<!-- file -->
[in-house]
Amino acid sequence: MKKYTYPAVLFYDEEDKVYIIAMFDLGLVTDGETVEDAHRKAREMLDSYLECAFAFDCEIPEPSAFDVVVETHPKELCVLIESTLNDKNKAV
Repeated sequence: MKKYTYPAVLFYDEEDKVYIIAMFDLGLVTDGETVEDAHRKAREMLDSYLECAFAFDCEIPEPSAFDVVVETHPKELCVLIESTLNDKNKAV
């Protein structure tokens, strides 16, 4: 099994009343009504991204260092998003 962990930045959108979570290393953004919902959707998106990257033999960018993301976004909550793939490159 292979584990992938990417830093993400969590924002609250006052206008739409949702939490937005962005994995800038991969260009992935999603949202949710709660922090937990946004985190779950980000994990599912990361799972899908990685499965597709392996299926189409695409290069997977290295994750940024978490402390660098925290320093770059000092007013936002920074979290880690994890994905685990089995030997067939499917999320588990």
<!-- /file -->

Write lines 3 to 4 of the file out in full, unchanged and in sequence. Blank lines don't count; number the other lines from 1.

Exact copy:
Repeated sequence: MKKYTYPAVLFYDEEDKVYIIAMFDLGLVTDGETVEDAHRKAREMLDSYLECAFAFDCEIPEPSAFDVVVETHPKELCVLIESTLNDKNKAV
């Protein structure tokens, strides 16, 4: 099994009343009504991204260092998003 962990930045959108979570290393953004919902959707998106990257033999960018993301976004909550793939490159 292979584990992938990417830093993400969590924002609250006052206008739409949702939490937005962005994995800038991969260009992935999603949202949710709660922090937990946004985190779950980000994990599912990361799972899908990685499965597709392996299926189409695409290069997977290295994750940024978490402390660098925290320093770059000092007013936002920074979290880690994890994905685990089995030997067939499917999320588990």